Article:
and the other probabilities are negligible. So we
an usually get a random
partition of 25 elements by looking at a random 25digit integer in radix 9, 10,
11, or 12. The number M
an be generated using 3.4.1{(3); it tends to be
approximately n= = e (see exer
ise 67).
*Partitions of a multiset. The partitions of an integer and the partitions of
a set are just the extreme
ases of a far more general problem, the partitions of
a multiset. Indeed, the partitions of n are essentially the same as the partitions
of f1; 1; : : : ; 1g, where there are n 1s.
From this standpoint there are essentially p(n) dierent multisets with n elements. For example, ve dierent
ases of multiset partitions arise when n = 4:
1234; 123j4; 124j3; 12j34; 12j3j4; 134j2; 13j24; 13j2j4;
14j23; 14j2j3; 1j234; 1j23j4; 1j24j3; 1j2j34; 1j2j3j4;
1123; 112j3; 113j2; 11j23; 11j2j3; 123j1; 12j13; 12j1j3; 13j1j2; 1j1j23; 1j1j2j3;
1122; 112j2; 11j22; 11j2j2; 122j1; 12j12; 12j1j2; 1j1j22; 1j1j2j2;
1112; 111j2; 112j1; 11j12; 11j1j2; 12j1j1; 1j1j1j2;
1111; 111j1; 11j11; 11j1j1; 1j1j1j1:
(54)
38
7.2.1.5
GENERATING ALL SET PARTITIONS
39
= 11
(57)
7
= 10
6
=9
9 10
2 2
4 1
3 1
5
8
2
5
1
f
f
f
=7
7
1
1
1
4
6
2
6
1
f
=5
3
5
1
2
1
2
4
1
4
2
f
f
3
2
8
2
=2
2
1
6
2
1
0
f
1
2
9
1
f
0
1
9
3
=0
j
j
uj
vj
=4
When the multiset
ontains m distin
t elements, with n1 of one kind, n2 of
another, : : : , and nm of the last, we write p(n1 ; n2 ; : : :; nm ) for the total number
of partitions. Thus the examples in (54) show that
p(1; 1; 1; 1) = 15; p(2; 1; 1) = 11; p(2; 2) = 9; p(3; 1) = 7; p(4) = 5: (55)
Partitions with m = 2 are often
alled \bipartitions"; those with m = 3 are
\tripartitions"; and in general these
ombinatorial obje
ts are known as multipartitions. The study of multipartitions was inaugurated long ago by P. A.
Ma
Mahon [Philosophi
al Transa
tions 181 (1890), 481{536; 217 (1917), 81{
113; Pro
. Cambridge Philos. So
. 22 (1925), 951{963℄; but the subje
t is so vast
that many unsolved problems remain. In the remainder of this se
tion and in
the exer
ises below we shall take a glimpse at some of the most interesting and
instru
tive aspe
ts of the theory that have been dis
overed so far.
In the rst pla
e it is important to noti
e that multipartitions are essentially
the partitions of ve
tors with nonnegative integer
omponents, namely the ways
to de
ompose su
h a ve
tor as a sum of su
h ve
tors. For example, the nine
partitions of f1; 1; 2; 2g listed in (54) are the same as the nine partitions of the
bipartite
olumn ve
tor 22 , namely
110
1100
110
200
11
11
20
2
20
(56)
1 0 1;
0 0 2;
0 0 1 1:
1 1;
0 2;
0 1 1;
2 0;
1 1;
2;
(We drop the + signs for brevity, as in the
ase of onedimensional integer
partitions.) Ea
h partition
an be written in
anoni
al form if we list its parts
in nonin
reasing lexi
ographi
order.
A simple algorithm suÆ
es to generate the partitions of any given multiset.
In the following pro
edure we represent partitions on a sta
k that
ontains triples
of elements (
; u; v), where
denotes a
omponent number, u > 0 denotes the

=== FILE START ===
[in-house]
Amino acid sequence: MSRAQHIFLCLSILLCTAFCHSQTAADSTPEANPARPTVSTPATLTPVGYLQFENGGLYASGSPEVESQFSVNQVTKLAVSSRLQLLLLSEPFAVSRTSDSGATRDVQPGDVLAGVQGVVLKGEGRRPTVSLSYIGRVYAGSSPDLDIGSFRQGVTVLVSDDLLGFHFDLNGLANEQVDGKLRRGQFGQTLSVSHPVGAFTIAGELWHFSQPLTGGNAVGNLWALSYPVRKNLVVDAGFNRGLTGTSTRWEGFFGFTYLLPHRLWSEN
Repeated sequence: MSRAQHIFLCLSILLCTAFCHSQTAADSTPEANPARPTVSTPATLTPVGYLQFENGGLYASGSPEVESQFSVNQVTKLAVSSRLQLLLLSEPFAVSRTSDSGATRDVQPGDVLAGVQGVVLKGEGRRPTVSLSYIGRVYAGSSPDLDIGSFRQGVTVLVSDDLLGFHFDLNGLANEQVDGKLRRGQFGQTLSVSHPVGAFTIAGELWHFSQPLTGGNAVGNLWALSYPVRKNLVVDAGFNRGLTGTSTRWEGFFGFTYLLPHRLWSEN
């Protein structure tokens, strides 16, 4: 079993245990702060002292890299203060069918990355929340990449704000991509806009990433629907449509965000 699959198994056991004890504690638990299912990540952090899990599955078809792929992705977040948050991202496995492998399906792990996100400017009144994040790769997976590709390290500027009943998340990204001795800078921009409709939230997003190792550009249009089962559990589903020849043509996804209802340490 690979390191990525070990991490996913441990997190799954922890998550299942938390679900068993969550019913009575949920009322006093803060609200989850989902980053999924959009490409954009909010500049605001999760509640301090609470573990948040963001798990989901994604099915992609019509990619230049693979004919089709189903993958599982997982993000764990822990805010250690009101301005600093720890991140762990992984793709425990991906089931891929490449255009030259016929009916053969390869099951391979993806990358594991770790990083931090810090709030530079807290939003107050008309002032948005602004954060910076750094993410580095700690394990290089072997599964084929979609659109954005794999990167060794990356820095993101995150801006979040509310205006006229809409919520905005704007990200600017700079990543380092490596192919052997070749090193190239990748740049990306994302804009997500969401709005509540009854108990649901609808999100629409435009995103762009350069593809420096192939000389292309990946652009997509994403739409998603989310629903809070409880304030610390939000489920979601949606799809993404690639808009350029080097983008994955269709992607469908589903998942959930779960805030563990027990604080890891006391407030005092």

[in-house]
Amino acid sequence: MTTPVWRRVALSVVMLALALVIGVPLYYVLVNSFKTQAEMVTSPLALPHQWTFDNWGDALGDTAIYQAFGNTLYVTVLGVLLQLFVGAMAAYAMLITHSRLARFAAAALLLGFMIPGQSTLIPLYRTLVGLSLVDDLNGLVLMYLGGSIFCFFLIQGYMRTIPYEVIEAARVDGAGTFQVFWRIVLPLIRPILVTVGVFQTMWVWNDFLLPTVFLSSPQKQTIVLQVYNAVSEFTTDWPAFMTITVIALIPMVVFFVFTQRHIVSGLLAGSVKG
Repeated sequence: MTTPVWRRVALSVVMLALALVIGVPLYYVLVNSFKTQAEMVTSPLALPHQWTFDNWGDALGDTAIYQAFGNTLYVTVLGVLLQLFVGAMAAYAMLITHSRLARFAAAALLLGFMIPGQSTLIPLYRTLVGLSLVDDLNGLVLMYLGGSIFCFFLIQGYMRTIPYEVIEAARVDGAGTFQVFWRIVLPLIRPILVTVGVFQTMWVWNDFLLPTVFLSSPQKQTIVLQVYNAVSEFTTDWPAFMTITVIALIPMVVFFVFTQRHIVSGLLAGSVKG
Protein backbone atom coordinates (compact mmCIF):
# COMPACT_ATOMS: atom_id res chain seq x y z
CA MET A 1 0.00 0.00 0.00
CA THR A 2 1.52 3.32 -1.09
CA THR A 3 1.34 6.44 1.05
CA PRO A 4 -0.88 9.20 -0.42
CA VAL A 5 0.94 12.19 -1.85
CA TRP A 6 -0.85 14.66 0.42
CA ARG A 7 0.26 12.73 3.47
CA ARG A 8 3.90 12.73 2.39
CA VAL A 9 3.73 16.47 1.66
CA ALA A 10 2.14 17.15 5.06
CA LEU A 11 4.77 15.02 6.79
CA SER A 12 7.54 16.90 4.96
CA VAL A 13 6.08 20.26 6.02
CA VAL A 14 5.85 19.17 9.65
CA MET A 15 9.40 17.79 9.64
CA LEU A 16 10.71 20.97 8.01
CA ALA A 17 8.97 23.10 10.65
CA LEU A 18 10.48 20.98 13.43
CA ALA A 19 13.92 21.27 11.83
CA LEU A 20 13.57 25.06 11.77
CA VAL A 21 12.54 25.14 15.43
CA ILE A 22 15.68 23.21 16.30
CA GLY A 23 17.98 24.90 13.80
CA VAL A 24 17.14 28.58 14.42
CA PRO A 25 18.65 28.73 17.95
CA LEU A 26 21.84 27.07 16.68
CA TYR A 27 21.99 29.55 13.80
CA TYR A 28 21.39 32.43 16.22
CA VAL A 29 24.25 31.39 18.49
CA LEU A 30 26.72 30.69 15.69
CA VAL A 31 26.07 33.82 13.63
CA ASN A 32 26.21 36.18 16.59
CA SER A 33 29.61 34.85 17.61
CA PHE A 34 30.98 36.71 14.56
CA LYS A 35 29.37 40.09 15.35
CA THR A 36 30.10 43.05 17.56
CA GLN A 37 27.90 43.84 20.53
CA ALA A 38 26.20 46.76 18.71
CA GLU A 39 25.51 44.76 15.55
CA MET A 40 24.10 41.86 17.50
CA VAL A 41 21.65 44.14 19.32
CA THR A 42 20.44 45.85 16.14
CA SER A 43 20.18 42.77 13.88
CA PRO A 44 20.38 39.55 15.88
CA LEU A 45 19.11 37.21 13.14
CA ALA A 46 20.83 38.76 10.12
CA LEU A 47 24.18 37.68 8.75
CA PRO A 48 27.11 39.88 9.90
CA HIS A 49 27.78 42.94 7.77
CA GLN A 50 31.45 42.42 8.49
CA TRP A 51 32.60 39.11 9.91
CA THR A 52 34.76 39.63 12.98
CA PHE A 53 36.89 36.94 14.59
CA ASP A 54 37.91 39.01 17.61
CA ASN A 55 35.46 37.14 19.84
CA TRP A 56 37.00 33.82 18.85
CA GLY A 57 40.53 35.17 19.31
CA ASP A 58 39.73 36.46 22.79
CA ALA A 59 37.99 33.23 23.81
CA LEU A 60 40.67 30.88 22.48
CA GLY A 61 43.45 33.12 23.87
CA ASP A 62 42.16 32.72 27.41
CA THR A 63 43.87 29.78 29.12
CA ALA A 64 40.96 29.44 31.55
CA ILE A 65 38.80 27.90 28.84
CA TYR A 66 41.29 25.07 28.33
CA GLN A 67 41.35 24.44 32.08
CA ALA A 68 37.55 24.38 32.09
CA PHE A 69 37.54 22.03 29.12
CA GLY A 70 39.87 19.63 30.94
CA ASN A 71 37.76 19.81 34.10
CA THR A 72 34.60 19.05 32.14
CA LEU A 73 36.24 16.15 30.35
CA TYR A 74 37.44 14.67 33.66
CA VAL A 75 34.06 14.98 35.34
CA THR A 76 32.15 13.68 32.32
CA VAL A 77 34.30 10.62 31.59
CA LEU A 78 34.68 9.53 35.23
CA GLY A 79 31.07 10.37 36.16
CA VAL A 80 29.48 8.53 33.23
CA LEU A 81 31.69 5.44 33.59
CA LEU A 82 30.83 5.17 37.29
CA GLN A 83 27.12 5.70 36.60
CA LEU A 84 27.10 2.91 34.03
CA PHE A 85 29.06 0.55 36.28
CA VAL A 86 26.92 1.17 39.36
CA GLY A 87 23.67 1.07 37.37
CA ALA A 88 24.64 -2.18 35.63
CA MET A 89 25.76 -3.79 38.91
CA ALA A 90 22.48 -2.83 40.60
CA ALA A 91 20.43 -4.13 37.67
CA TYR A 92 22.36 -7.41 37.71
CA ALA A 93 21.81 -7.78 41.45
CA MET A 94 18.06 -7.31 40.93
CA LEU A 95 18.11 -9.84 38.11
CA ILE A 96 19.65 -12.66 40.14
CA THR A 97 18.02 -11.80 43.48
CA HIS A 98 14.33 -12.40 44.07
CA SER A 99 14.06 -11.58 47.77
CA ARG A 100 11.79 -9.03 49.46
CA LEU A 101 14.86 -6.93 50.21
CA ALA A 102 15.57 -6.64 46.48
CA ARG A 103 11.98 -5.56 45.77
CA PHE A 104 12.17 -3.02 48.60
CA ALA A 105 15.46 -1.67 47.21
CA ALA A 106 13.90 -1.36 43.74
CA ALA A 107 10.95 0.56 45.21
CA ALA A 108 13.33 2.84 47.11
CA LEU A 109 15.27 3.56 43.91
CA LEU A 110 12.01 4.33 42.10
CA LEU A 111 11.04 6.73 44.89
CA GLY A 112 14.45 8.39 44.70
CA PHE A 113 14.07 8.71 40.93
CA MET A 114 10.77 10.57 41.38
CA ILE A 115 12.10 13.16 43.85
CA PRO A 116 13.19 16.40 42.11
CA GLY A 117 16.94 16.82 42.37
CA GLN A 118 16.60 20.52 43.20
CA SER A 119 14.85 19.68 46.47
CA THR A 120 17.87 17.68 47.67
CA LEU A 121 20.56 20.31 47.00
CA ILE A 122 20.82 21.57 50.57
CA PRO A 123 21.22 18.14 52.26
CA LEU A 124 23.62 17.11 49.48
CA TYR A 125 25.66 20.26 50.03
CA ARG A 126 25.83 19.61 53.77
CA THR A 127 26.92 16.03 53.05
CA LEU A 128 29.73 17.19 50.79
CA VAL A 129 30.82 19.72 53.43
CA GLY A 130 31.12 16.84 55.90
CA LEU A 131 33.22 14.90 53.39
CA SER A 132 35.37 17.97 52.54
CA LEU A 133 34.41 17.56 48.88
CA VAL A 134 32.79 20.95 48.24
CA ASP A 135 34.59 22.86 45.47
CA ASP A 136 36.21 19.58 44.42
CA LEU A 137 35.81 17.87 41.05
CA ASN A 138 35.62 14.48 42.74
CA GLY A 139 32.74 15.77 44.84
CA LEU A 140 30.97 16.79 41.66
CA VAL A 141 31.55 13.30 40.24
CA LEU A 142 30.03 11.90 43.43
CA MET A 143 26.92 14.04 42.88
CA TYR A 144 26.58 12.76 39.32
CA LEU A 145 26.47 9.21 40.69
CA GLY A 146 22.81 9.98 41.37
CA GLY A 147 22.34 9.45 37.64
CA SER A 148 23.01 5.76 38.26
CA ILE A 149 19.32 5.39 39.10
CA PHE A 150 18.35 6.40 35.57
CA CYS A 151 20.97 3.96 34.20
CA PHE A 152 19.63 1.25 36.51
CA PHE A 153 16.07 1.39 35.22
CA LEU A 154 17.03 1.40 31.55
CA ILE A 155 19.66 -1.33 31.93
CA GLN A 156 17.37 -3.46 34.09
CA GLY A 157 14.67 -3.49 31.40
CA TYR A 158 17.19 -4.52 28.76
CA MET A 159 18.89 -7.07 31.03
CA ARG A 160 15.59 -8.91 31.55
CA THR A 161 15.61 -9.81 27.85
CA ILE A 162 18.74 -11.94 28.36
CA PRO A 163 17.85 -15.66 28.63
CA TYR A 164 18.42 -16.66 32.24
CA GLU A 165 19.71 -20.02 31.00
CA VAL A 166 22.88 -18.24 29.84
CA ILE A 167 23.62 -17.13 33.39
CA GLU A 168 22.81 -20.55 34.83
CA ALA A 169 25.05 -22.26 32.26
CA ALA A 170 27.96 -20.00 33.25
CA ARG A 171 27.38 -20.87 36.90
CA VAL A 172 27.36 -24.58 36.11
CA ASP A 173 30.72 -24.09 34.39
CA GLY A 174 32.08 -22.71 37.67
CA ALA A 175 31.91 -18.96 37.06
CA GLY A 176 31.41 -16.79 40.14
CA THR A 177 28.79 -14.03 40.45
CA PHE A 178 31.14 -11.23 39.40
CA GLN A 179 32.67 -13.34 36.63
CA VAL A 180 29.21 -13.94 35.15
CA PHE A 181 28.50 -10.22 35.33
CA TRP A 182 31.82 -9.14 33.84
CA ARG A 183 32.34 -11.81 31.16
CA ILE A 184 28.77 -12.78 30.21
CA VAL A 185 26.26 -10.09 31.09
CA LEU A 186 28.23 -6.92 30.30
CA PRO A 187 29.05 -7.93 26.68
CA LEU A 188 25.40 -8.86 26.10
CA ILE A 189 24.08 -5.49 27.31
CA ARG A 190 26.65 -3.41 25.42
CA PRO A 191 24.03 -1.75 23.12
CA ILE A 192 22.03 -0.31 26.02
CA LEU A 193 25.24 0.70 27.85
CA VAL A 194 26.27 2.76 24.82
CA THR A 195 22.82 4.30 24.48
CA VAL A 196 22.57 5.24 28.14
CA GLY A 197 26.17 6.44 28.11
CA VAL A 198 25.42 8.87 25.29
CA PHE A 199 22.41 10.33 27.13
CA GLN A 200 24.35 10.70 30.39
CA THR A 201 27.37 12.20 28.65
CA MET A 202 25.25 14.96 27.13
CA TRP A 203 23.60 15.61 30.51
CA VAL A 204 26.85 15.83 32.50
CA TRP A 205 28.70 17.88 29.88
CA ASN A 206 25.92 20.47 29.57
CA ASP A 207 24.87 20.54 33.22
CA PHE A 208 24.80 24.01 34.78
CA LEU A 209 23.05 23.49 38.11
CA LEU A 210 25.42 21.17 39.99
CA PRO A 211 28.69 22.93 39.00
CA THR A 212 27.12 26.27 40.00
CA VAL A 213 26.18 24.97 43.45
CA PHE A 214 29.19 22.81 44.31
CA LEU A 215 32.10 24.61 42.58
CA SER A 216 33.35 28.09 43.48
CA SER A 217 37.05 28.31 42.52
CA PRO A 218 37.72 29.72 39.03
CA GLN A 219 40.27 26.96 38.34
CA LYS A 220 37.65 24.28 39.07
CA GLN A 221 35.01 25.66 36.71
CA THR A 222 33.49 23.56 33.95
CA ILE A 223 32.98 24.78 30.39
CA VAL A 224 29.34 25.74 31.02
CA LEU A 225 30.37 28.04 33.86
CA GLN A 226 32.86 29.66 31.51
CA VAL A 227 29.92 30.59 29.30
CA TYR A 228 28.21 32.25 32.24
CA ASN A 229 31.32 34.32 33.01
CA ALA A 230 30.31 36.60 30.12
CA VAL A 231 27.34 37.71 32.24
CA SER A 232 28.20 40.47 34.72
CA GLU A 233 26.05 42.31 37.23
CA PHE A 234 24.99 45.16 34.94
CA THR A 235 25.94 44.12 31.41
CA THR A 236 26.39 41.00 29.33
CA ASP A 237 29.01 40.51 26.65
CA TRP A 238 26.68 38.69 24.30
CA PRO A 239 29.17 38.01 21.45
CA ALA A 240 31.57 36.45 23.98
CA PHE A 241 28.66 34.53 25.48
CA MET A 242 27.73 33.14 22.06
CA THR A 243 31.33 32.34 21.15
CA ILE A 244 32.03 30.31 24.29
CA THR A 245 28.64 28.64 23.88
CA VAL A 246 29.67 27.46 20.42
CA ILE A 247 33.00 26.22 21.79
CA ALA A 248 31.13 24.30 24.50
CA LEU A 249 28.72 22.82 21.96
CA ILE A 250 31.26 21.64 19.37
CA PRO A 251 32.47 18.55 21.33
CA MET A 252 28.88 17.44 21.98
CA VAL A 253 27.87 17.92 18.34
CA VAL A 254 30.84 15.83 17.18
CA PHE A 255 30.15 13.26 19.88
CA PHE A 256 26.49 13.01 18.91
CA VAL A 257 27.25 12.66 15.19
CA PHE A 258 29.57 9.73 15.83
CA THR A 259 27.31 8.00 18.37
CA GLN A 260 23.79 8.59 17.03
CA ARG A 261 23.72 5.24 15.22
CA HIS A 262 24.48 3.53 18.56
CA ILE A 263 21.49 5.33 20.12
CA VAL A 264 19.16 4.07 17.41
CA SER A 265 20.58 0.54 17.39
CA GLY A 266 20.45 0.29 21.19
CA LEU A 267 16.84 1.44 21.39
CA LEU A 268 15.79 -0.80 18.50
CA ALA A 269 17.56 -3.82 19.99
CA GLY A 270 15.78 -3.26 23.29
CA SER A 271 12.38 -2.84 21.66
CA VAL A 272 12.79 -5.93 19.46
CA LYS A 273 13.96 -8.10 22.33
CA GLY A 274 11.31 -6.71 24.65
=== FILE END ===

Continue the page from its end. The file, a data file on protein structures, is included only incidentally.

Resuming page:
yetunpartitioned amount remaining in
omponent
, and v u denotes the
omponent of the
urrent part. Triples are a
tually kept in three arrays
(
0 ;
1 ; : : : ), (u0 ; u1 ; : : : ), and (v0 ; v1 ; : : : ) for
onvenien
e, and a \sta
k frame"
array (f0 ; f1 ; : : : ) is also maintained so that the (l + 1)st ve
tor of the partition
onsists of elements f l through f l+1 1 in the
, u, and v arrays. For example,
the following arrays would represent the bipartition 31 22 20 11 11 03 01 :
Algorithm M (Multipartitions
in de
reasing lexi
ographi
order ).
Given a
multiset fn1 1; : : : ; nm mg, this algorithm visits all of its partitions using
arrays f0 f1 : : :fn ,
0
1 : : :
n , u0 u1 : : :un , and v0 v1 : : : vn as des
ribed above,
where n = n1 + + nm . We assume that m > 0 and n1 ; : : :; nm > 0.
39
40
COMBINATORIAL ALGORITHMS (F3B)
7.2.1.5
M1. [Initialize.℄ Set
j
j + 1 and uj vj nj+1 for 0 j < m; also set
0 and f1 b m. (In the following steps, the
urrent
sta
k frame runs from a to b 1, in
lusive.)
M2. [Subtra
t v from u.℄ (At this point we want to nd all partitions of the
ve
tor u in the
urrent frame, into parts that are lexi
ographi
ally v.
First we will use v itself.) Set j a and k b. Then while j < b do the
following: Set uk uj vj , and if uk vj set
k
j , vk vj , k k +1,
j j + 1. But if uk is less than vj after it has been de
reased, the a
tion
hanges: First set
k
j , vk uk , and k k + 1 if uk was nonzero;
then set j j + 1. While j < b, set uk uj vj ,
k
j , vk uk , and
k k + 1 if uj 6= vj ; then again j j + 1, until j = b.
M3. [Push if nonzero.℄ If k > b, set a
b, b k, l l + 1, fl+1 b, and
return to M2.
M4. [Visit a partition.℄ Visit the partition represented by the l + 1 ve
tors
urrently in the sta
k. (For 0 k l, the ve
tor has vj in
omponent
j ,
for fk j < fk+1 .)
M5. [De
rease v .℄ Set j b 1, and if vj = 0 set j j 1 until vj > 0. Then
if j = a and vj = 1, go to M6. Otherwise set vj vj 1, and vk uk for
j < k < b. Return to M2.
M6. [Ba
ktra
k.℄ Terminate if l = 0. Otherwise set l l 1, b a, a f l ,
and return to M5.
The key to this algorithm is step M2, whi
h de
reases the
urrent residual ve
tor,
u, by the largest permissible part, v; that step also de
reases v, if ne
essary, to
the lexi
ographi
ally largest ve
tor v that is less than or equal to the new
residual amount in every
omponent.
Let us
on
lude this se
tion by dis
ussing an amusing
onne
tion between
multipartitions and the leastsigni